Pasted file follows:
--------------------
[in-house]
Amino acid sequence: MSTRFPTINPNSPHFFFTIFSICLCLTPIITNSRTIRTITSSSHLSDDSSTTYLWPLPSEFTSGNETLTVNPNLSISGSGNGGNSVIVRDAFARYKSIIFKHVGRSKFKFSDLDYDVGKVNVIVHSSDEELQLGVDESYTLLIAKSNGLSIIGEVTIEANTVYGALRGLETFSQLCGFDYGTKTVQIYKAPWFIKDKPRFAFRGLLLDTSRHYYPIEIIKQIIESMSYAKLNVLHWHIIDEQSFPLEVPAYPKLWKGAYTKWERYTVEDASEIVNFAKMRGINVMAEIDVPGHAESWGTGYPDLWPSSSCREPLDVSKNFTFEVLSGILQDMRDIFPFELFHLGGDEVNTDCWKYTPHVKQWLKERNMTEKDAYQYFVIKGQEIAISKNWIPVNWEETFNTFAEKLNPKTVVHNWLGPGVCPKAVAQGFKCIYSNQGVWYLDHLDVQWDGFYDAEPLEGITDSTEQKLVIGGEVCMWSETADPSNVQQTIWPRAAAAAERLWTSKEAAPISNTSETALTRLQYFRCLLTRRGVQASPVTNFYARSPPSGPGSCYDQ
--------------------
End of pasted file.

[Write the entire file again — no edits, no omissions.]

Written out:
[in-house]
Amino acid sequence: MSTRFPTINPNSPHFFFTIFSICLCLTPIITNSRTIRTITSSSHLSDDSSTTYLWPLPSEFTSGNETLTVNPNLSISGSGNGGNSVIVRDAFARYKSIIFKHVGRSKFKFSDLDYDVGKVNVIVHSSDEELQLGVDESYTLLIAKSNGLSIIGEVTIEANTVYGALRGLETFSQLCGFDYGTKTVQIYKAPWFIKDKPRFAFRGLLLDTSRHYYPIEIIKQIIESMSYAKLNVLHWHIIDEQSFPLEVPAYPKLWKGAYTKWERYTVEDASEIVNFAKMRGINVMAEIDVPGHAESWGTGYPDLWPSSSCREPLDVSKNFTFEVLSGILQDMRDIFPFELFHLGGDEVNTDCWKYTPHVKQWLKERNMTEKDAYQYFVIKGQEIAISKNWIPVNWEETFNTFAEKLNPKTVVHNWLGPGVCPKAVAQGFKCIYSNQGVWYLDHLDVQWDGFYDAEPLEGITDSTEQKLVIGGEVCMWSETADPSNVQQTIWPRAAAAAERLWTSKEAAPISNTSETALTRLQYFRCLLTRRGVQASPVTNFYARSPPSGPGSCYDQ